Thursday, May 22, 2008

A New Hope

It appears the state of New Hampshire is finally waking up to the problem the lack of workforce housing has been causing and doing something about it. Despite the housing boom that took place over the last few years, very little of the housing built over that time was for low and middle income families in towns and cities where they were needed. Without this kind of housing potential employees cannot find a place to live anywhere near where they are hoping to work. Employers are finding it difficult to fill jobs because affordable housing isn't available. With increasing oil and gas prices local housing is becoming even more important.

One of the roadblocks to such housing has been the cities and towns themselves, many of which made it difficult to build anything but senior housing or more upscale single family homes. The only way developers could build that type of housing was to take the municipality to court to force them to comply with the state's anti-snob zoning laws and court decisions. Most developers won't spend the time or money to do this, taking on less controversial jobs and developments. Unfortunately that leaves far too many people without a place to live and employers with jobs going unfilled. If the problem gets bad enough, employers will relocate to places where they can fill jobs. That's nothing anyone in New Hampshire wants. Now it appears the state is finally taking steps to alleviate this problem.

The New Hampshire Senate on Wednesday agreed to some improvements by the House to Senate Bill 342 that now goes to Gov. John Lynch for his signature.

"We have been working for years to pass this kind of legislation to remove barriers that have made it difficult to expand the availability of workforce housing," said Sen. Martha Fuller Clark, D-Portsmouth, the prime sponsor of SB342. "This bill is long overdue and we should all be proud of its passage."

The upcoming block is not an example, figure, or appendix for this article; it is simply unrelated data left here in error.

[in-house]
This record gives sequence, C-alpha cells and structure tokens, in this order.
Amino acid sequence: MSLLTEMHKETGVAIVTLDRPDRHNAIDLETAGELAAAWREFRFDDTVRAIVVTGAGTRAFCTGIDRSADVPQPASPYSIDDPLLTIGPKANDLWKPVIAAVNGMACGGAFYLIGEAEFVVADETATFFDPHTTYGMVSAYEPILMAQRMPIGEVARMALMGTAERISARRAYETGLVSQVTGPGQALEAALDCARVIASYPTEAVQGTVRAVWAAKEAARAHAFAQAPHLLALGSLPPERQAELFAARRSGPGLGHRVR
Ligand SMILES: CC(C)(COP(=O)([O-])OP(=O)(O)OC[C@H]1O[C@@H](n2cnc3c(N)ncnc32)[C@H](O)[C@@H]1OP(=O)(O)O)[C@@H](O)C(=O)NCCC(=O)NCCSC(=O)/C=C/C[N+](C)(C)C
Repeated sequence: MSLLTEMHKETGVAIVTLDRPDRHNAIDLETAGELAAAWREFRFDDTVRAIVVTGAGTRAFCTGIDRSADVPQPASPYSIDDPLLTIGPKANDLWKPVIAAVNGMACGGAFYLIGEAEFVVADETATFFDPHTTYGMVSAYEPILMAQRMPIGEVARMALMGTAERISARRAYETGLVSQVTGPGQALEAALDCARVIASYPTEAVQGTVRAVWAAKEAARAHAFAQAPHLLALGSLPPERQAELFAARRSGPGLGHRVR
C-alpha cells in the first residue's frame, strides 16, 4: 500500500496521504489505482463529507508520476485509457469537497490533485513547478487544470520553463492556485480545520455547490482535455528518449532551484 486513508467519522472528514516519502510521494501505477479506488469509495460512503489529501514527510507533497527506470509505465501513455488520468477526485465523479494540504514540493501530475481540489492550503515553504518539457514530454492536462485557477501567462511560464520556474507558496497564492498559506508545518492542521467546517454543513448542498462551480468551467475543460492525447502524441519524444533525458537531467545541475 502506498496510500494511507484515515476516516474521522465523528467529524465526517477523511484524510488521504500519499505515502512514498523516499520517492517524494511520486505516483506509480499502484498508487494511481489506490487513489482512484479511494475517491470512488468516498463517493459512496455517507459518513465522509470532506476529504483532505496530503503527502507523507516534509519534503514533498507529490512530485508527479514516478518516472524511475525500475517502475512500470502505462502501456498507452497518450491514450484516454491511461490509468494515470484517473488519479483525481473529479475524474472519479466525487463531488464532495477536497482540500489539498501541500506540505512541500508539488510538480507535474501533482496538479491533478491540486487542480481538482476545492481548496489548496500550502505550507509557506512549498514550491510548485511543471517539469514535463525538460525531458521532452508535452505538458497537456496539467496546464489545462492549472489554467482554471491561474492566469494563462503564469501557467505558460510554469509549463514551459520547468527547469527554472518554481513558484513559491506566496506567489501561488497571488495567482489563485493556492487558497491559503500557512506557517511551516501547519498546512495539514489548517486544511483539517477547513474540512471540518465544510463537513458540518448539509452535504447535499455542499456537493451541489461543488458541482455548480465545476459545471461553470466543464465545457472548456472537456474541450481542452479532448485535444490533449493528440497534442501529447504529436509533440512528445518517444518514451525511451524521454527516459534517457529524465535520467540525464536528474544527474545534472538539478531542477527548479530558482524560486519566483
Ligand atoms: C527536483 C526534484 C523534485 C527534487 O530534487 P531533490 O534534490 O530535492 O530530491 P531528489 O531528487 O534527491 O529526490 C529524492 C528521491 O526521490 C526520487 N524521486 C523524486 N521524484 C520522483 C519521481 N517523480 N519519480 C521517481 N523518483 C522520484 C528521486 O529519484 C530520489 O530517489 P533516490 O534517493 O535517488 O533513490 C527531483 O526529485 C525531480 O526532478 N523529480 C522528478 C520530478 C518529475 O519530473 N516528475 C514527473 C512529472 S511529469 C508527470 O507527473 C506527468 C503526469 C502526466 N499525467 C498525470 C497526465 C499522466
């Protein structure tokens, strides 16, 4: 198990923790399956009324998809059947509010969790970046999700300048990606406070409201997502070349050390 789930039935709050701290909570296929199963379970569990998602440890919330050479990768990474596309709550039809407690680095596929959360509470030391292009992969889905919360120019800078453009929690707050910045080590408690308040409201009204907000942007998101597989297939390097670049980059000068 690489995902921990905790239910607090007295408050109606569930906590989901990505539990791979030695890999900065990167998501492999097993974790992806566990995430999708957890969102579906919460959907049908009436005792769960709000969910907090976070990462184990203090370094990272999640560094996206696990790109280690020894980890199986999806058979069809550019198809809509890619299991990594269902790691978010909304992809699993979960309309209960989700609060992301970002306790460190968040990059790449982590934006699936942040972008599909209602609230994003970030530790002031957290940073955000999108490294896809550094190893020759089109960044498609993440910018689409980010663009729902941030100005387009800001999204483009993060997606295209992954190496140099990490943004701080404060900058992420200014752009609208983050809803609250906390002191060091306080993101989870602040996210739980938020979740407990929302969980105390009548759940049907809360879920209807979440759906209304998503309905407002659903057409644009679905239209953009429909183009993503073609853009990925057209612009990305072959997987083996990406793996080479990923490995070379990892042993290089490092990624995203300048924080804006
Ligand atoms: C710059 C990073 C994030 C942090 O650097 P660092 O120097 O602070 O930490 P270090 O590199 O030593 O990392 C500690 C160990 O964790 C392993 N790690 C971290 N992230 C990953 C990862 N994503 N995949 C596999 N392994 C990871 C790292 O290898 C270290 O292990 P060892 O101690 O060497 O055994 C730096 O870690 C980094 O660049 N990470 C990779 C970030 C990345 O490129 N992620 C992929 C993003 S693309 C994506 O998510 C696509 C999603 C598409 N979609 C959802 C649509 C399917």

SB342 embraces a major goal of the state's Business and Industry Association, which identified expanded opportunities for workforce housing as a top priority this year.

"The lack of varied housing poses a threat to our state's economy by making it difficult to expand our workforce or attract new businesses," said Senate President Sylvia Larsen, D-Concord. "Our workers are the backbone of our economy and we need to ensure they have decent and affordable options for housing."

This is something that was long overdue.

It's been a problem in the Granite State for the last 20 years or so, where one town after another enacted zoning ordinances making it difficult, if not impossible for developers to build the kind of housing needed. Too many towns believed the old canard about every family moving into town added two kids to the schools, and hence to the tax burden. Therefore senior housing and higher end homes were preferred because in the town's view they didn't burden them with more kids or could afford the higher taxes that more than offset the cost of more kids entering the school system. But the towns were wrong and in the long run they hurt themselves and the businesses located there and in nearby towns.

Now there's a chance to change that and make sure the Granite State's economic future is a good one.

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